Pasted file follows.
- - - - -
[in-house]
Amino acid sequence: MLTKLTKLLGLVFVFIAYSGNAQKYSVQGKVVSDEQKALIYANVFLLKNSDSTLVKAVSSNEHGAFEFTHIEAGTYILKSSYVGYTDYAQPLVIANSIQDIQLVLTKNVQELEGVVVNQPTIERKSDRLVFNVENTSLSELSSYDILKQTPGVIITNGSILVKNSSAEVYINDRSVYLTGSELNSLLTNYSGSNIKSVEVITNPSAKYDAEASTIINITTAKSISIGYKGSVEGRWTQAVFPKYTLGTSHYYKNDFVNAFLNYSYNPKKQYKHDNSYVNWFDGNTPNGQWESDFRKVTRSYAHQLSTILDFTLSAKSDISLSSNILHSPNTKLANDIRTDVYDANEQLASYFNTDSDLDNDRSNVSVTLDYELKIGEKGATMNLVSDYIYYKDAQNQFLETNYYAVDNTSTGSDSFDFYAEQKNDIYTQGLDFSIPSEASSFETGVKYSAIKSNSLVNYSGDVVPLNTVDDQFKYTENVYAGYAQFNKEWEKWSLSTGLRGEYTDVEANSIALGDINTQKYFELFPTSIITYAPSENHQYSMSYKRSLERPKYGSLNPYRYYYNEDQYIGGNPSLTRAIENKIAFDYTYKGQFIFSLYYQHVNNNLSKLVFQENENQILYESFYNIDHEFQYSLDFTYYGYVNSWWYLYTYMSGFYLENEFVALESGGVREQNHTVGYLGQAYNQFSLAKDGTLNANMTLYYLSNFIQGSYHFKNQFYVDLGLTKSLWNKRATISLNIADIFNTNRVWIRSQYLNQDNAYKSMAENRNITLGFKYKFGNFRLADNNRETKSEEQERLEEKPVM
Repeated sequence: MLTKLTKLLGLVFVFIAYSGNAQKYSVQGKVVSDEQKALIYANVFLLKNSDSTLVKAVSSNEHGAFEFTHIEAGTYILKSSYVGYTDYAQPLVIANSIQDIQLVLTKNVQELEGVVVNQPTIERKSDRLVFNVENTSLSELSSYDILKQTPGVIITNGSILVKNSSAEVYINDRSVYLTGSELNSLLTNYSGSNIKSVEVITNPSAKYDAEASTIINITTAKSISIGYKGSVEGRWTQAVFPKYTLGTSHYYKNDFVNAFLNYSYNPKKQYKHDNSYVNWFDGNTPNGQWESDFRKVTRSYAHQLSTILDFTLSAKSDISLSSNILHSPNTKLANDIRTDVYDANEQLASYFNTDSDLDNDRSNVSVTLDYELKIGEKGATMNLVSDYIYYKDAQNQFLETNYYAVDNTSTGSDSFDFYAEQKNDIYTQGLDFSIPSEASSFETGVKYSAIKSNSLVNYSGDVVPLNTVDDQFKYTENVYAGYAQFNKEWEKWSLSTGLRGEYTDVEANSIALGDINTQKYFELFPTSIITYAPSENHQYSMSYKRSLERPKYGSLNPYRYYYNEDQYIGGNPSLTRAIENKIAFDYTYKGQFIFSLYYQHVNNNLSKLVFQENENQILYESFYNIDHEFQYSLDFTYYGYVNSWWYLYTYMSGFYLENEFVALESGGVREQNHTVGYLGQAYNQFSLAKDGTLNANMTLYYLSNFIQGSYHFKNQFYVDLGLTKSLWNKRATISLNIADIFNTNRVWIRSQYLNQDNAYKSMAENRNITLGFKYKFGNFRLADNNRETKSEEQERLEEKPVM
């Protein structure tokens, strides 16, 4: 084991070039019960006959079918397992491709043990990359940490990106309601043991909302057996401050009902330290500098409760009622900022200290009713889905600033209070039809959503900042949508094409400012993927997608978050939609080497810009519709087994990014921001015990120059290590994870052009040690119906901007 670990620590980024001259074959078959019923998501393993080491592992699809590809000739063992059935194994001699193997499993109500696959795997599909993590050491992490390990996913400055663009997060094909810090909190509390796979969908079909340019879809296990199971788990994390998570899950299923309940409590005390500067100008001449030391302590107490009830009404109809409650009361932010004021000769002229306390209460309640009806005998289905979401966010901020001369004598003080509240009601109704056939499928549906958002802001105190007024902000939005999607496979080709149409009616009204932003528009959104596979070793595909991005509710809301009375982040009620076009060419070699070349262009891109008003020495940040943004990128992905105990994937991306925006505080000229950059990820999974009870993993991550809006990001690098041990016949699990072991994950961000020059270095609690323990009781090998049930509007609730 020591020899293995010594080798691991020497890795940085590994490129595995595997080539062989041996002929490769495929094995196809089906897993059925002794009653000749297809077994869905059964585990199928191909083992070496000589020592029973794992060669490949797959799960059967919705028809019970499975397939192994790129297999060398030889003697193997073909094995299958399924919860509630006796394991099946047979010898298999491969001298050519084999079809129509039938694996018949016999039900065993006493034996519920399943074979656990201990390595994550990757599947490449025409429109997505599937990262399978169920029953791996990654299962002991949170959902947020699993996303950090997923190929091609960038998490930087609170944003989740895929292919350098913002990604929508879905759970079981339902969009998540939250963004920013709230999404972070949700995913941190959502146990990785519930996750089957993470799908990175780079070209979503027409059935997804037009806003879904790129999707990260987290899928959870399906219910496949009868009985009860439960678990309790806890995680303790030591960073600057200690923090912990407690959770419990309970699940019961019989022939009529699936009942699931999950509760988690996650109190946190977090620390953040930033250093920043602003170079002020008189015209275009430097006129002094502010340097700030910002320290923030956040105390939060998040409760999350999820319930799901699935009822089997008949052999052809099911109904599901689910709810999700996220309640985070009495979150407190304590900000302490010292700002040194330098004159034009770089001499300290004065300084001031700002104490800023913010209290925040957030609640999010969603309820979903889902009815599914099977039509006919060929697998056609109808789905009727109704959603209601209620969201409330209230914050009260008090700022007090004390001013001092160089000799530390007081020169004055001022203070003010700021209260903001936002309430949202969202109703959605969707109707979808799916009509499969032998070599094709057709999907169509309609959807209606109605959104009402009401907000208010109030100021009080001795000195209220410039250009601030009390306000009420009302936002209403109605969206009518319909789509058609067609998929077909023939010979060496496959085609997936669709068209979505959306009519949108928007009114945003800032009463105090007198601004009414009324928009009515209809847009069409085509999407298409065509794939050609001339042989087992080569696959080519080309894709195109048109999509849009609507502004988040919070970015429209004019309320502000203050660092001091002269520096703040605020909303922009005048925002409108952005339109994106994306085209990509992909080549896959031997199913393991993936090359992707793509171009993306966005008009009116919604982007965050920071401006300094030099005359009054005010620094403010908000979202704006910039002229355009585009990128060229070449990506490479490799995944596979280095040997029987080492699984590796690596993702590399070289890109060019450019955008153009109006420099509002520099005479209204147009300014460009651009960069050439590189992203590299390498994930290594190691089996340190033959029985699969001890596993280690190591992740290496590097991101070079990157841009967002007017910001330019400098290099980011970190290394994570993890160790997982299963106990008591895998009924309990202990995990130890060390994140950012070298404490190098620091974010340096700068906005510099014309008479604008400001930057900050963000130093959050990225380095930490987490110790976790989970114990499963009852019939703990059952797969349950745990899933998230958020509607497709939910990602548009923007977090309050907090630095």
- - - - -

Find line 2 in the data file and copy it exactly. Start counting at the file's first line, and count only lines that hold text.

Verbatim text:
Amino acid sequence: MLTKLTKLLGLVFVFIAYSGNAQKYSVQGKVVSDEQKALIYANVFLLKNSDSTLVKAVSSNEHGAFEFTHIEAGTYILKSSYVGYTDYAQPLVIANSIQDIQLVLTKNVQELEGVVVNQPTIERKSDRLVFNVENTSLSELSSYDILKQTPGVIITNGSILVKNSSAEVYINDRSVYLTGSELNSLLTNYSGSNIKSVEVITNPSAKYDAEASTIINITTAKSISIGYKGSVEGRWTQAVFPKYTLGTSHYYKNDFVNAFLNYSYNPKKQYKHDNSYVNWFDGNTPNGQWESDFRKVTRSYAHQLSTILDFTLSAKSDISLSSNILHSPNTKLANDIRTDVYDANEQLASYFNTDSDLDNDRSNVSVTLDYELKIGEKGATMNLVSDYIYYKDAQNQFLETNYYAVDNTSTGSDSFDFYAEQKNDIYTQGLDFSIPSEASSFETGVKYSAIKSNSLVNYSGDVVPLNTVDDQFKYTENVYAGYAQFNKEWEKWSLSTGLRGEYTDVEANSIALGDINTQKYFELFPTSIITYAPSENHQYSMSYKRSLERPKYGSLNPYRYYYNEDQYIGGNPSLTRAIENKIAFDYTYKGQFIFSLYYQHVNNNLSKLVFQENENQILYESFYNIDHEFQYSLDFTYYGYVNSWWYLYTYMSGFYLENEFVALESGGVREQNHTVGYLGQAYNQFSLAKDGTLNANMTLYYLSNFIQGSYHFKNQFYVDLGLTKSLWNKRATISLNIADIFNTNRVWIRSQYLNQDNAYKSMAENRNITLGFKYKFGNFRLADNNRETKSEEQERLEEKPVM